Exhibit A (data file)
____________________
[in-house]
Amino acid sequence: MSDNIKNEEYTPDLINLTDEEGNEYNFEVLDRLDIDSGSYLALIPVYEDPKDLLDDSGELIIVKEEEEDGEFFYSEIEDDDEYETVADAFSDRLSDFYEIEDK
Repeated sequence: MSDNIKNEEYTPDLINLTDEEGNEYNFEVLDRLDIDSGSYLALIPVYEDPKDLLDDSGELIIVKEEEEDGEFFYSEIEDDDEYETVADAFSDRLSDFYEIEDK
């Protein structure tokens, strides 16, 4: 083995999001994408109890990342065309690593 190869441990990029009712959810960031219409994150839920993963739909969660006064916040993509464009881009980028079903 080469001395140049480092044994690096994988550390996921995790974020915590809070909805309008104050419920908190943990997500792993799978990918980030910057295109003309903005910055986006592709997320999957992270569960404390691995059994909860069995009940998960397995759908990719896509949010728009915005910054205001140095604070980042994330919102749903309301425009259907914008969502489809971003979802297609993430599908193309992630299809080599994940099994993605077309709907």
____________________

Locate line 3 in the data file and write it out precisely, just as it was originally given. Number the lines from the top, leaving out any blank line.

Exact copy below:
Repeated sequence: MSDNIKNEEYTPDLINLTDEEGNEYNFEVLDRLDIDSGSYLALIPVYEDPKDLLDDSGELIIVKEEEEDGEFFYSEIEDDDEYETVADAFSDRLSDFYEIEDK